Three stars from the Broadway production, Dick Van Dyke, Paul Lynde, and Jesse Pearson, played Albert Peterson, Mr. McAfee, and Conrad Birdie, respectively, as in the original. Janet Leigh played Rosie with the last name of DeLeon instead of Alvarez. Ann-Margret became a big star because of her role as Kim McAfee. She went on to star with Elvis Presley in Viva Las Vegas. Rock and roll singer and heartache Bobby Rydell, who played Hugo Peabody, claimed that his role got bigger and bigger in the Birdie film because of the rapport between him and Ann-Margret. Legendary television variety show host Ed Sullivan made a cameo appearance as himself.
The treatment of Bye Bye Birdie in the music curriculum is an obvious one because of its blend of the traditional musical with rock music. The original 1960 musical score of Bye Bye Birdie included 17 songs penned by Strouse and Adams. The 1963 movie used 12 of the original tunes and added a new song by Strouse and Adams, “Bye Bye Birdie,” that appears at the very beginning and the very end. The 1995 TV version included the 17 original songs, “Bye Bye Birdie” plus three new Strouse and Adams songs: “Let’s Settle Down” sung by Rosie Alvarez, “A Mother Doesn’t Matter Any More” sung by Albert’s mother Mrs. Peterson, and “A Giant Step” sung by Albert Peterson.
The premise of Bye Bye Birdie is a focus on a rock idol. With this in mind, it would be fruitful to explore both rock music and the whole concept of the rock phenomenon. For example, we can make comparisons between Elvis Presley and Conrad Birdie, especially in terms of the army draft issue. Other popular icons that might compare to Conrad Birdie are Frank Sinatra, David Cassidy, the Beatles, and, more recently, Justin Bieber.
For a look at rock music, I refer teachers to Helander’s book The Rock’s Who’s Who. Possible curricular activities for music and performing arts might include the following:
Words, Words, Words: How are song lyrics in Bye Bye Birdie used to develop the characters of Conrad Birdie, Kim McAfee, Albert Peterson, Rosie DeLeon, and Mr. MacAfee? Give specific examples using song lyrics.
Song Analysis: Analyze one of the Bye Bye Birdie songs. Identify the verses and the chorus. Are any lyrics repeated (excluding the chorus) or in rhyme? What is the tempo musically? How would you classify the song?
Rock and Roll: Trace the history of rock music to the present day.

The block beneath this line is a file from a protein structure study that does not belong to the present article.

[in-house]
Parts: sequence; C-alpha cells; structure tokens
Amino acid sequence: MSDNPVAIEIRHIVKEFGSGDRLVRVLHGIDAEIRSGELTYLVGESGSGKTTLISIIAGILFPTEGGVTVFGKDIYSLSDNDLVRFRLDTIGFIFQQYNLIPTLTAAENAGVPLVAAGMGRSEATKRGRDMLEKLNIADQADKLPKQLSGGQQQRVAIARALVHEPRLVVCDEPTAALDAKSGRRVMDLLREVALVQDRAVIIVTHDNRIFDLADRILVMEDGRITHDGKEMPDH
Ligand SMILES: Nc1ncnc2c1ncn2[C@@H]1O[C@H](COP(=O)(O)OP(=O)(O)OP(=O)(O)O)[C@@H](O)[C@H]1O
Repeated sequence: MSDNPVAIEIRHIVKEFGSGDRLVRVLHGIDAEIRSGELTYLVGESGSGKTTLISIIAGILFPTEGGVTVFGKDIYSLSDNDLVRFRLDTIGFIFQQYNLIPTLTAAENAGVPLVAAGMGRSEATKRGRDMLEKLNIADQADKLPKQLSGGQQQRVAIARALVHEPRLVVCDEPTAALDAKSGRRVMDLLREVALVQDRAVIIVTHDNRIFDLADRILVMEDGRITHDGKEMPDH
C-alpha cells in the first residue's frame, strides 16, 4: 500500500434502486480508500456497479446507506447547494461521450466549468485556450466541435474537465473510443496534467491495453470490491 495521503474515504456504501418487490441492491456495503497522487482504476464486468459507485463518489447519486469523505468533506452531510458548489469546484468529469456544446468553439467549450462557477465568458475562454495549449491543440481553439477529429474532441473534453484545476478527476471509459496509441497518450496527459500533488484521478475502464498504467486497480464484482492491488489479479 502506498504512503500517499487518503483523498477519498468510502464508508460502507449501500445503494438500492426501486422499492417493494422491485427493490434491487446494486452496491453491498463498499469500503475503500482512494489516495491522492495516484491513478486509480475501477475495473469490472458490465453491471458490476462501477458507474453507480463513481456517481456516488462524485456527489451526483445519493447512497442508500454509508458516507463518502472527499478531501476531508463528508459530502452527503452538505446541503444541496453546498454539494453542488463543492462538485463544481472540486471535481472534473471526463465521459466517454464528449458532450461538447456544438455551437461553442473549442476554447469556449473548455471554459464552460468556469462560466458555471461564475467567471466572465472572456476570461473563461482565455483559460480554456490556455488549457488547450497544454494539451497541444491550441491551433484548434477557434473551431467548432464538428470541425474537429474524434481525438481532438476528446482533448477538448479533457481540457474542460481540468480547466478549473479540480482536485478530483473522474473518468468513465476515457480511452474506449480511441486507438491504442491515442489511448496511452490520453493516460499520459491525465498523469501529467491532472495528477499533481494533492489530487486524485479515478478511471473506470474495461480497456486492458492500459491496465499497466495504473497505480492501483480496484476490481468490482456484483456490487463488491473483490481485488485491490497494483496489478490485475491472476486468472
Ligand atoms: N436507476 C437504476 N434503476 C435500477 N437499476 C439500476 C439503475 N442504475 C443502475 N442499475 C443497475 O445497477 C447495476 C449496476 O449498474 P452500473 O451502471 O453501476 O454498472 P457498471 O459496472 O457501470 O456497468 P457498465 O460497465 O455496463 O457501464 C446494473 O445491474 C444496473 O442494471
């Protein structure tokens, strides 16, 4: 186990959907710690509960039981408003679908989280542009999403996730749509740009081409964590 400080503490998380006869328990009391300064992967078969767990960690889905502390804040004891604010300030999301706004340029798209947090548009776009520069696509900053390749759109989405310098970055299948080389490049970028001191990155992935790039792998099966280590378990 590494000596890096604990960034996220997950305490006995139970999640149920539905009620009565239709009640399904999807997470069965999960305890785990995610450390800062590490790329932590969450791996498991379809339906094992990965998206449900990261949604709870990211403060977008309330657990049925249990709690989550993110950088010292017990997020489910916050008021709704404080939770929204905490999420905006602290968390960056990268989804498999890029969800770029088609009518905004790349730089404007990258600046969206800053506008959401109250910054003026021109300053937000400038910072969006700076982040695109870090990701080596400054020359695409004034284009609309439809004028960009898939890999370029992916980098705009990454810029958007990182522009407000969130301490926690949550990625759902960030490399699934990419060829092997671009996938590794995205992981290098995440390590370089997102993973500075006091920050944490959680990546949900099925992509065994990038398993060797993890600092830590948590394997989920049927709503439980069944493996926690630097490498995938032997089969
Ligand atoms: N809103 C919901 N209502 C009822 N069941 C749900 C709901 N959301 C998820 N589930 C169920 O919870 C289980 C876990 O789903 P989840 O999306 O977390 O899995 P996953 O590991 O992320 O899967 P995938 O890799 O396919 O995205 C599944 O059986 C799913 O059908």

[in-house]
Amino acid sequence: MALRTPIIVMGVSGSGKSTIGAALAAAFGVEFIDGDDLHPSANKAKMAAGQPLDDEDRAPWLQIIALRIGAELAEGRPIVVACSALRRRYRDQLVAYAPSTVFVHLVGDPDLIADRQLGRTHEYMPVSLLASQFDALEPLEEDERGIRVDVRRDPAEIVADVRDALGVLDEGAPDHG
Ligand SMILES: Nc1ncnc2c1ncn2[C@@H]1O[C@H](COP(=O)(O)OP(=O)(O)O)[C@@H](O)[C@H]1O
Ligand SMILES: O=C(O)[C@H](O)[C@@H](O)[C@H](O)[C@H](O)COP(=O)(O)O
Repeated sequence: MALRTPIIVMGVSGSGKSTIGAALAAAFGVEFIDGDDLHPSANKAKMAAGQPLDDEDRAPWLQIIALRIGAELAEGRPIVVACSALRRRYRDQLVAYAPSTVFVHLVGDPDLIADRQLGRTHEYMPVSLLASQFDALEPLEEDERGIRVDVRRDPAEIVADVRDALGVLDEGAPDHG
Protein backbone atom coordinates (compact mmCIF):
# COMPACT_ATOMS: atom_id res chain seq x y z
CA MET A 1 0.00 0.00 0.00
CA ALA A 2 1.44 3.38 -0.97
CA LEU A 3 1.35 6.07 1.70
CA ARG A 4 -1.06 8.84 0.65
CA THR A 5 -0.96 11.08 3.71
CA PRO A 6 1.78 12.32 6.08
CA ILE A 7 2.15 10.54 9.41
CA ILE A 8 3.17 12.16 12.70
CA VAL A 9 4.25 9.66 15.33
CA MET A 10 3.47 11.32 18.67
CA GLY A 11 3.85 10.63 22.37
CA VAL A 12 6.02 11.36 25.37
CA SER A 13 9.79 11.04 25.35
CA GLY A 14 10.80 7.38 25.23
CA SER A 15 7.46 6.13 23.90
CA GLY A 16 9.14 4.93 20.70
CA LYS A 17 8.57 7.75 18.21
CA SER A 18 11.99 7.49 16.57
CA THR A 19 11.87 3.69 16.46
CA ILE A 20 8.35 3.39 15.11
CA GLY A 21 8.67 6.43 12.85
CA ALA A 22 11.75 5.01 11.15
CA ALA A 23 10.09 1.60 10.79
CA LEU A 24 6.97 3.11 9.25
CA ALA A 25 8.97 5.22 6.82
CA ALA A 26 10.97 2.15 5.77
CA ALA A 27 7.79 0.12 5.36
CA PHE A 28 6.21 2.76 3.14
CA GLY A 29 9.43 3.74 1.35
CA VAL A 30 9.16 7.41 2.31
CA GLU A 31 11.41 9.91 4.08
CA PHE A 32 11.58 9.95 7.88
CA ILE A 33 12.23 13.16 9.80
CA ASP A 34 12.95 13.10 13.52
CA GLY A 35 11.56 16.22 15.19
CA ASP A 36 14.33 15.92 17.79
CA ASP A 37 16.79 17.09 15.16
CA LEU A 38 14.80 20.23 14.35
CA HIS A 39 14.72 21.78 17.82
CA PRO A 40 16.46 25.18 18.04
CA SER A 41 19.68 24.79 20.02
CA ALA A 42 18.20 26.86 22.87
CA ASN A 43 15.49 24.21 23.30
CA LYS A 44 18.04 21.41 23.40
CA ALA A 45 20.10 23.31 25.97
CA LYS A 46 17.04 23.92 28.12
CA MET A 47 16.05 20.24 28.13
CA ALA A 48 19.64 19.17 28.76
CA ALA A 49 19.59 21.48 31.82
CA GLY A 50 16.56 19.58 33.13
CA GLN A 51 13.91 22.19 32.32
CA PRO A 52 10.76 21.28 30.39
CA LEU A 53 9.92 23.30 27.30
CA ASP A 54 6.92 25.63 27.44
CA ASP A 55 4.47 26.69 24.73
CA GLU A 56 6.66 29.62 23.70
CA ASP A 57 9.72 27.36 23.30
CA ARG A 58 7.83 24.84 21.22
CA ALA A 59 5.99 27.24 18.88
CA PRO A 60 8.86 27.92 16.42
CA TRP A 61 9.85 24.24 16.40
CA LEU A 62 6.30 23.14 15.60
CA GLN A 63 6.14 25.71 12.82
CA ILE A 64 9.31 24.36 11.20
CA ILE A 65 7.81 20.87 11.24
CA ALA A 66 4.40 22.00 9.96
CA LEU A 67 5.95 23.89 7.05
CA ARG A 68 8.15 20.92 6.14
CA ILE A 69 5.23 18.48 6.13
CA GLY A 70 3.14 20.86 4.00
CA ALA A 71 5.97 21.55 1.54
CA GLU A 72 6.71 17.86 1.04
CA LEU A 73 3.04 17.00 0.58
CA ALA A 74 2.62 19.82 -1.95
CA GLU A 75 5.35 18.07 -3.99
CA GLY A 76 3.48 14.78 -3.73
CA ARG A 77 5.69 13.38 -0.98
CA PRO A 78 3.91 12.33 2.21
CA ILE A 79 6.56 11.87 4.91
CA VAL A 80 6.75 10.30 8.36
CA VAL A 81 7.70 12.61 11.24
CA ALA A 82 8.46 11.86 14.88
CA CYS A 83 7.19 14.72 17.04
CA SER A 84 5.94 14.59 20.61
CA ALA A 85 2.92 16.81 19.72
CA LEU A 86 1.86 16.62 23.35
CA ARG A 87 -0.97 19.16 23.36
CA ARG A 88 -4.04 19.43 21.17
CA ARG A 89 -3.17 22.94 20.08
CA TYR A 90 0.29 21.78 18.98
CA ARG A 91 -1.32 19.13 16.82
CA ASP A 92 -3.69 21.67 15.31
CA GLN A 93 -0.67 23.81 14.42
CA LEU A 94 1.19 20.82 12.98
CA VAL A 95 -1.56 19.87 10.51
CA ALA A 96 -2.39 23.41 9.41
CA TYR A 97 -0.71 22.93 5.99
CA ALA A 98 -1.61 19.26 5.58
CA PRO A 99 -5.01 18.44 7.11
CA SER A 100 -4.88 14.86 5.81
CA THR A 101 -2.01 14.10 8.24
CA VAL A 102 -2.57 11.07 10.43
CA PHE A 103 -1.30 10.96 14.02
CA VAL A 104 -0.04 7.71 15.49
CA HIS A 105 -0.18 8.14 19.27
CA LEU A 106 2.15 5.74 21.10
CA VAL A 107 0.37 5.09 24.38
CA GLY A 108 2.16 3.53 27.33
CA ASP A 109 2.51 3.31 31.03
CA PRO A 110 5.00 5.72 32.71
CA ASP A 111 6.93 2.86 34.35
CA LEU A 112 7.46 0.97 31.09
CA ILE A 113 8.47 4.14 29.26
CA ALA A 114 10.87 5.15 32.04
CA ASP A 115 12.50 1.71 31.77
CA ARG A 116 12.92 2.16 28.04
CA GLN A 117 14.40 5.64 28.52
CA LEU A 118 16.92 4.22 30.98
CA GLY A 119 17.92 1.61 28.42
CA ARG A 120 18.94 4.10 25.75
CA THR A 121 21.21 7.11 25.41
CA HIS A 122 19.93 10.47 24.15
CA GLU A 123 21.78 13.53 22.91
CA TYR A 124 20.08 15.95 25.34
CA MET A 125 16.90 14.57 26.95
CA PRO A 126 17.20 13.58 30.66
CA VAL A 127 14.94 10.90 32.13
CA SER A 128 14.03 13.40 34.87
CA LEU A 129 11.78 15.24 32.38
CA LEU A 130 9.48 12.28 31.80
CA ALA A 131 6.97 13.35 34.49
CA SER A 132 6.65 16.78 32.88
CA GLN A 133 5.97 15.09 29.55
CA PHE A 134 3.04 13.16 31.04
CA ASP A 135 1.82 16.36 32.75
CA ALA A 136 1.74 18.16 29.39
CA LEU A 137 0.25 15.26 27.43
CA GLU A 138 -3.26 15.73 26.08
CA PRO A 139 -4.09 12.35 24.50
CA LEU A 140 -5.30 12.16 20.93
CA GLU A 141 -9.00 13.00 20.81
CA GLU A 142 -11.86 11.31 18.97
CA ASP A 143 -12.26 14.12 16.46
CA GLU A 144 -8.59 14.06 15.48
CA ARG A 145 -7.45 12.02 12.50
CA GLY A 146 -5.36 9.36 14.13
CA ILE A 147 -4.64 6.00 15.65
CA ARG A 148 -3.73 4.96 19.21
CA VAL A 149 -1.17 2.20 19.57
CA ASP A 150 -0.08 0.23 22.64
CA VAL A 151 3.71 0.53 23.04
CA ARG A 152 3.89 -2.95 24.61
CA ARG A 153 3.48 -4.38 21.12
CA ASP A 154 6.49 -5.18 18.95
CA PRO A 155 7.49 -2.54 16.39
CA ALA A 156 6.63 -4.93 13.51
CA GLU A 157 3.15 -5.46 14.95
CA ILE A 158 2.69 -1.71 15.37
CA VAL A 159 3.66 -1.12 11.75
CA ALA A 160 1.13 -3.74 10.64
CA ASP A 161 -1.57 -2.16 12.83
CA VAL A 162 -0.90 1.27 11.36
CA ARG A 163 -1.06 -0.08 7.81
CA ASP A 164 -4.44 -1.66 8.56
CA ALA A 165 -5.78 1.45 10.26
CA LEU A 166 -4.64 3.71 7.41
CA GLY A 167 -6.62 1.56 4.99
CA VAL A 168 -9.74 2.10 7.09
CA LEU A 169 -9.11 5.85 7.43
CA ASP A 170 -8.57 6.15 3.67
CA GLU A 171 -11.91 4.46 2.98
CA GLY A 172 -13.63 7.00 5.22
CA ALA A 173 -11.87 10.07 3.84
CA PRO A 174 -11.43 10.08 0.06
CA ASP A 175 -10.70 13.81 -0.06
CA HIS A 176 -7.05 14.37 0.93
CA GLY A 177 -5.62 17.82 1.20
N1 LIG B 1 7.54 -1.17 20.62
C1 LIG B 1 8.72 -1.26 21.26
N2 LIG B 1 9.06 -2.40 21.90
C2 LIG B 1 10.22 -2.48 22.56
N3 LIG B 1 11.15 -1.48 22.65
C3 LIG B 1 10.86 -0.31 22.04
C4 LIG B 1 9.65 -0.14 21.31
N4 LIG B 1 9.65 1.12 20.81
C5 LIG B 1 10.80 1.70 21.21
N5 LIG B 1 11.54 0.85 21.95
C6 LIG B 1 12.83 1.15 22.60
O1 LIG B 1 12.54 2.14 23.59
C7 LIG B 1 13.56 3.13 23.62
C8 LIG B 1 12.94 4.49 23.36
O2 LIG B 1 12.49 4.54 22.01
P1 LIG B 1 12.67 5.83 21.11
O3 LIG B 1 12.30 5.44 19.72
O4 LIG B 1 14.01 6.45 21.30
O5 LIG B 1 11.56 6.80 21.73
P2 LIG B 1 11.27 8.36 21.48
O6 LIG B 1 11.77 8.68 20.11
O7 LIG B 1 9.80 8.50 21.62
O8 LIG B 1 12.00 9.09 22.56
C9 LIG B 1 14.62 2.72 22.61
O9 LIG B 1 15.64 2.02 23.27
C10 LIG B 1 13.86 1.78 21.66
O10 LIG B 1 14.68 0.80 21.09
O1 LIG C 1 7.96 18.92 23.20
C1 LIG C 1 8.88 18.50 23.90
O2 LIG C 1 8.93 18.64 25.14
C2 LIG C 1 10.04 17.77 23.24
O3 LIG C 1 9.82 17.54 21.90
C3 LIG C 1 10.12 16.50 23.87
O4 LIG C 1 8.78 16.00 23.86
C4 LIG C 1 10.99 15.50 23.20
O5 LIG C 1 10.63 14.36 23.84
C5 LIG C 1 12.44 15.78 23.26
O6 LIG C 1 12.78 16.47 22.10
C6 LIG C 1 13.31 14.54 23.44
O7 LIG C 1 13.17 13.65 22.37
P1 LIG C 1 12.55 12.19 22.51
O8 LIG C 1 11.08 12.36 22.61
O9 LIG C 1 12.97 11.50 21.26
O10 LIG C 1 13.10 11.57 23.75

Rock Musicals: Take a close look at other rock musicals such as Grease, Godspell, Jesus Christ Superstar, and Tommy. How do these compare to Bye Bye Birdie?
Elvis, the King: Analyze the music of Elvis Presley including his recordings, movies, and literature about him and his career.
Phenomenal Stars: Compare Conrad Birdie of Bye Bye Birdie to today’s musical superstars.
Words and Music: Create another song for the score. Who will perform it? What will be its main message? How will it further develop the plot or characters? Perform the song for the rest of the class.
Check out the Score: Analyze the “Birdie” score for key changes, tempo changes, ballads, rock songs, and orchestral songs.
Lyrics Analysis: Consider Billy Joel’s “We Didn’t Start The Fire” by analyzing the lyrics and extracting the references to the late 1950s and early 1960s. Provide a brief background for each event of this period.
TV and Fame: How does television lend itself to glorifying pop idols such as Elvis Presley, the Beatles, and Justin Bieber? How do social media and the internet change the equation?
The rock and roll music style of Bye Bye Birdie offers audiences a different type of musical from the traditional ones found within musical theatre. By taking a close look at Strouse and Adams’ first collaboration, we can see why we love Conrad Birdie.
Keith Mason, Ph.D. teaches World Languages at New Providence High School in New Providence, New Jersey. Dr. Mason received eight Rising Star Awards for Educational Impact from the Paper Mill Playhouse for integrating his school’s musicals into the high school curriculum. The second of these awards was for Bye Bye Birdie. He has authored many articles about using musicals in the interdisciplinary curriculum.